Post 258: Uh. Er. Um.

Folks, it’s like this. I can spend all my time on Craigslist looking for scary/funny/unbelievable things to post here. Or you can be an official minion and find them for me. The pay is low, in fact, all you get is the pride to say “I am a minion in Sparkyville”. Also, you get the satisfaction of knowing you help keep this historic and entertaining blog going. In an election year.

So how about it? Look to the right and you will find the information on how to submit. We are not talking whips and chains, that’s for sure. Now, to give you an example of what a minion actually can do, I present a week of Ralph. All Ralph, All the time.


Free out house (L-something NH)

Free out house. Located at ## L-something Ave south. If you want it come and pick it up.
The idea. Who would pick up an out house? Not without gloves, at the very least. And why drive all the way to L-something when no photos were included? Disgusting. 
Thanks, Ralph, you know how to pick them.  

8 thoughts on “Post 258: Uh. Er. Um.

  1. My University, back in the 20s developed a habit of building a lare fire on the Drill Field.
    Out houses from nearby houses (especially those inhabited by disliked professors) commonly wound up in the great stack of wood.

    This became a great tradition at the school (pretty much everything done more than twice is), and carried on well past the years of outdoor plumbing.

    Out of tradition, an outhouse was fashioned to adorn the top of the great fire, perennially decorated in the hated hues of that school of rakes, rascalls, and ralscalions diwn in Austin.

    Liked by 1 person

  2. John argued back and forth with himself. Should he? Shouldn’t he? He needed it, after all. He had a YouTube sketch comedy to do and his troupe’s latest sketch called for an outhouse. But outhouses were expensive when bought new or custom made, and his fledgling channel didn’t have the subscriber base to support a big budget — or really any budget, so he had to get what he could as cheaply as possible. Free was the best kind of cheap. But a _used_ outhouse? Somehow that seemed worse than the idea of buying used underwear.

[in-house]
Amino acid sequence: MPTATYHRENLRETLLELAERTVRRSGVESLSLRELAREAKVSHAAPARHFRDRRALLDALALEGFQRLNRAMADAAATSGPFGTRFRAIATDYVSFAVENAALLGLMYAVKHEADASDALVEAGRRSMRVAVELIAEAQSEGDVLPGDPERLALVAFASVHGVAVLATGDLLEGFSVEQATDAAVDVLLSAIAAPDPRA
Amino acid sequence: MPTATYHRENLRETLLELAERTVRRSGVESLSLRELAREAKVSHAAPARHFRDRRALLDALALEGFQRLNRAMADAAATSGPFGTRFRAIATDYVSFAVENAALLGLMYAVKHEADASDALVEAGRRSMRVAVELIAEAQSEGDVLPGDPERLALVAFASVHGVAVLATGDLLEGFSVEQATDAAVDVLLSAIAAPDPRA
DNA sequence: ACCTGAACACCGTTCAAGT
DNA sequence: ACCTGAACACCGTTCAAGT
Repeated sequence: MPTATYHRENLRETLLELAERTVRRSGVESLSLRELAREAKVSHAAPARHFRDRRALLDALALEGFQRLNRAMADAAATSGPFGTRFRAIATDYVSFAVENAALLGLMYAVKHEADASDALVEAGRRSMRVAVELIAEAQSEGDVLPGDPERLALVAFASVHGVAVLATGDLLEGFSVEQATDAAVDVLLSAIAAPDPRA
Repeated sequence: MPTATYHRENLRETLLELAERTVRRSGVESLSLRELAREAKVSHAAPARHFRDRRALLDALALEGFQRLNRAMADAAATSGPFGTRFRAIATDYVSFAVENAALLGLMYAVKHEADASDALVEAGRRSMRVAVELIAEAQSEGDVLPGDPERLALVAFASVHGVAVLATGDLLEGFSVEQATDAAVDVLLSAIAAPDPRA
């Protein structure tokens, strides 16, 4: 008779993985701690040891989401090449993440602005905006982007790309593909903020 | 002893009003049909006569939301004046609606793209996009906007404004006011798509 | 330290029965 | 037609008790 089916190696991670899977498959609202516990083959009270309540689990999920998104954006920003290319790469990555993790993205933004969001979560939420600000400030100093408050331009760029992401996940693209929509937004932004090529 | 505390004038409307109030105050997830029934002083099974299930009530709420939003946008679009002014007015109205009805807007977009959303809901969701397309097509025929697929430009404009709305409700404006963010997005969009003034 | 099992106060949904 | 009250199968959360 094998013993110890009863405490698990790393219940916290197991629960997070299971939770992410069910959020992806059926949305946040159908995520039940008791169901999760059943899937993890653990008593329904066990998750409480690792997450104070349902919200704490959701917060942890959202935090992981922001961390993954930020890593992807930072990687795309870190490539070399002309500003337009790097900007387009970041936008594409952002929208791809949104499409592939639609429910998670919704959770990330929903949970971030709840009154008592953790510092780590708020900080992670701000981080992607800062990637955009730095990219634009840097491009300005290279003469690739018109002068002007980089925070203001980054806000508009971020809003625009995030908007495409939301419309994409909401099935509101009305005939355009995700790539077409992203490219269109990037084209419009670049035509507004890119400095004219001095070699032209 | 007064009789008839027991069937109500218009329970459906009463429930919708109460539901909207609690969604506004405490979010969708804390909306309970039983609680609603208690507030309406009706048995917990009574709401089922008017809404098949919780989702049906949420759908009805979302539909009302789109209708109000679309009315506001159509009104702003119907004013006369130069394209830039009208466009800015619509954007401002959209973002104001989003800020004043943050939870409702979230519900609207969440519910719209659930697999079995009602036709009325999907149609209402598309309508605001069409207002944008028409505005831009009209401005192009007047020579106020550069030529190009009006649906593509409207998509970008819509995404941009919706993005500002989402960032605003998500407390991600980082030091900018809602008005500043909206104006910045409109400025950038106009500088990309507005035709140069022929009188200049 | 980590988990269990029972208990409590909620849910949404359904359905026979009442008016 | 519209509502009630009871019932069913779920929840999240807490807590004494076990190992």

Well, he could at least go and _see_ it, right? He only lived maybe an hour from the person who was trying to pass it off on Craigslist, though he knew the area to be pretty deep in the boonies. If it was too crappy — literally or figuratively — he’d just drive back home and call it a nice little outing to the countryside. What the hell. It was worth a shot, and there was plenty of light left to inspect the merchandise before sunset.

    John packed up some gear — bungee cords, a tarpaulin, and just in case, several rolls of toilet paper and a gallon jug of distilled water — put them in the back of his pickup truck, and headed out to the sticks. The drive was pleasant enough; flat, orthogonal streets full of concrete buildings and residential houses gave way rapidly to winding roads and rolling hills full of thick stands of trees and vast fields of indolent cows. The smell of the air likewise changed from exhaust fumes and the faint, omnipresent twang of sewage to lush greenery and manure. If it ended up amounting to nothing else, it was a nice, relaxing drive.

    His GPS, which for the last half hour had simply chimed in every five minutes to tell him to keep following the route he was already on in an apparent effort to let him know that it hadn’t given up on figuring out exactly where the hell he was, finally chimed in to let him know his destination was just up ahead on the left. It was a simple-looking house lined with a thin copse of trees that separated the domicile from a large field out back where, presumably, its owner worked the land. John pulled into the driveway, turned off the engine, and got out. The ad bid him just to take it, so he didn’t have to talk to the owner first, but he felt he needed to just the same. Maybe it was his upbringing as a city boy, but he’d certainly feel nervous if some stranger just started poking around his yard, even if he was expecting them to.

    Unfortunately, nobody seemed to be answering the door. That might work out better, really. At least he wouldn’t feel bad rummaging around the guy’s property, so he wandered around to the back. He spotted it in the distance, right around the separating line of trees and wandered over. As he approached it, he noticed, comically, that it was about as stereotypical as an outhouse could get, complete with the crescent moon cut-out near the top of the door, the very symbol of an outhouse. If this worked out, it would be perfect.